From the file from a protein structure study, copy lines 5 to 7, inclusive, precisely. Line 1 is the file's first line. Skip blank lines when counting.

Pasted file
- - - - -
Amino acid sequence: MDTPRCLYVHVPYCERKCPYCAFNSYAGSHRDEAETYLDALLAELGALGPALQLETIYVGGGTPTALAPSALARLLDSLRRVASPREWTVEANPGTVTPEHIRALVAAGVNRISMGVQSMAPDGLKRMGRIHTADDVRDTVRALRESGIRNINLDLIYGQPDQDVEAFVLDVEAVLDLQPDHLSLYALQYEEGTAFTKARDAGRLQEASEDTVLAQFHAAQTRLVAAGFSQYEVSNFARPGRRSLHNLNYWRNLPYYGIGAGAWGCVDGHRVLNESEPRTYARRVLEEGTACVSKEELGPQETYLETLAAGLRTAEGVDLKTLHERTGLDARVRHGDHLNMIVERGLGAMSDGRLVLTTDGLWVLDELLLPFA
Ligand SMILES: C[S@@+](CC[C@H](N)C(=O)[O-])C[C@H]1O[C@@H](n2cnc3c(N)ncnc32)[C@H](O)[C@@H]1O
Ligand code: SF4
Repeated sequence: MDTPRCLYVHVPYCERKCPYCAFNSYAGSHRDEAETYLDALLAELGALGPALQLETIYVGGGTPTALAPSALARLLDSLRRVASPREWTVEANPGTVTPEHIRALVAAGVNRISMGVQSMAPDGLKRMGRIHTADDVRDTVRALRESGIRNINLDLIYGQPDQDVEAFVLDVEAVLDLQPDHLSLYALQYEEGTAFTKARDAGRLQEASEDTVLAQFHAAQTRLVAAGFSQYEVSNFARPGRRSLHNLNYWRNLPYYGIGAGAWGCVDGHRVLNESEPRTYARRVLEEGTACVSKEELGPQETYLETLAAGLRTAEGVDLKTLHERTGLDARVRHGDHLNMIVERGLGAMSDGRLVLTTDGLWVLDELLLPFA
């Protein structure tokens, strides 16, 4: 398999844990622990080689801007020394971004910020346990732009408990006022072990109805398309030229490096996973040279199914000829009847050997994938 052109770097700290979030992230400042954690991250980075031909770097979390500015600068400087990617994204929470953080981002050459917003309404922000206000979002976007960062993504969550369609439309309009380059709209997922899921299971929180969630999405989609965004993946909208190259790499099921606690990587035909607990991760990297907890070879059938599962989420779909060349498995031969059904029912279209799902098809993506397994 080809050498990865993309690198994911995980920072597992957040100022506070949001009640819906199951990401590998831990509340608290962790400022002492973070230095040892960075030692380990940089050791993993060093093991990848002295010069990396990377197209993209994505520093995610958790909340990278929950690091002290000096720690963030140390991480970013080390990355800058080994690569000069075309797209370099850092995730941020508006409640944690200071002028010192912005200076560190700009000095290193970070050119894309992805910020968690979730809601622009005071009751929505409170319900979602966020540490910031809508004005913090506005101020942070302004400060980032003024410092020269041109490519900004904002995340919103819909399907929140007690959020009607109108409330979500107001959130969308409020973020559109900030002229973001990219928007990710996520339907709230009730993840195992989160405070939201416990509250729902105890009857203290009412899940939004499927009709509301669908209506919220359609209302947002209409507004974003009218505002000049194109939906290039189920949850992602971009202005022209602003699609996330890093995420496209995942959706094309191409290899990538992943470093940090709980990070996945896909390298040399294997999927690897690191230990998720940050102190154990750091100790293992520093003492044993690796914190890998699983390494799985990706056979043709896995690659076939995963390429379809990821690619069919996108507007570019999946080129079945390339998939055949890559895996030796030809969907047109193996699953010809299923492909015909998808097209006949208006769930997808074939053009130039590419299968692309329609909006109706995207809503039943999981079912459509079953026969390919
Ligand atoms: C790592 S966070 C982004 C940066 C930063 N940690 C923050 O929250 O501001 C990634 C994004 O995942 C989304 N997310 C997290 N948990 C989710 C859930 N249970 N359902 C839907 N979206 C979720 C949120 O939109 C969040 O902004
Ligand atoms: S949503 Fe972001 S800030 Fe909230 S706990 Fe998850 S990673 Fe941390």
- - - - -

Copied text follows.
């Protein structure tokens, strides 16, 4: 398999844990622990080689801007020394971004910020346990732009408990006022072990109805398309030229490096996973040279199914000829009847050997994938 052109770097700290979030992230400042954690991250980075031909770097979390500015600068400087990617994204929470953080981002050459917003309404922000206000979002976007960062993504969550369609439309309009380059709209997922899921299971929180969630999405989609965004993946909208190259790499099921606690990587035909607990991760990297907890070879059938599962989420779909060349498995031969059904029912279209799902098809993506397994 080809050498990865993309690198994911995980920072597992957040100022506070949001009640819906199951990401590998831990509340608290962790400022002492973070230095040892960075030692380990940089050791993993060093093991990848002295010069990396990377197209993209994505520093995610958790909340990278929950690091002290000096720690963030140390991480970013080390990355800058080994690569000069075309797209370099850092995730941020508006409640944690200071002028010192912005200076560190700009000095290193970070050119894309992805910020968690979730809601622009005071009751929505409170319900979602966020540490910031809508004005913090506005101020942070302004400060980032003024410092020269041109490519900004904002995340919103819909399907929140007690959020009607109108409330979500107001959130969308409020973020559109900030002229973001990219928007990710996520339907709230009730993840195992989160405070939201416990509250729902105890009857203290009412899940939004499927009709509301669908209506919220359609209302947002209409507004974003009218505002000049194109939906290039189920949850992602971009202005022209602003699609996330890093995420496209995942959706094309191409290899990538992943470093940090709980990070996945896909390298040399294997999927690897690191230990998720940050102190154990750091100790293992520093003492044993690796914190890998699983390494799985990706056979043709896995690659076939995963390429379809990821690619069919996108507007570019999946080129079945390339998939055949890559895996030796030809969907047109193996699953010809299923492909015909998808097209006949208006769930997808074939053009130039590419299968692309329609909006109706995207809503039943999981079912459509079953026969390919
Ligand atoms: C790592 S966070 C982004 C940066 C930063 N940690 C923050 O929250 O501001 C990634 C994004 O995942 C989304 N997310 C997290 N948990 C989710 C859930 N249970 N359902 C839907 N979206 C979720 C949120 O939109 C969040 O902004
Ligand atoms: S949503 Fe972001 S800030 Fe909230 S706990 Fe998850 S990673 Fe941390």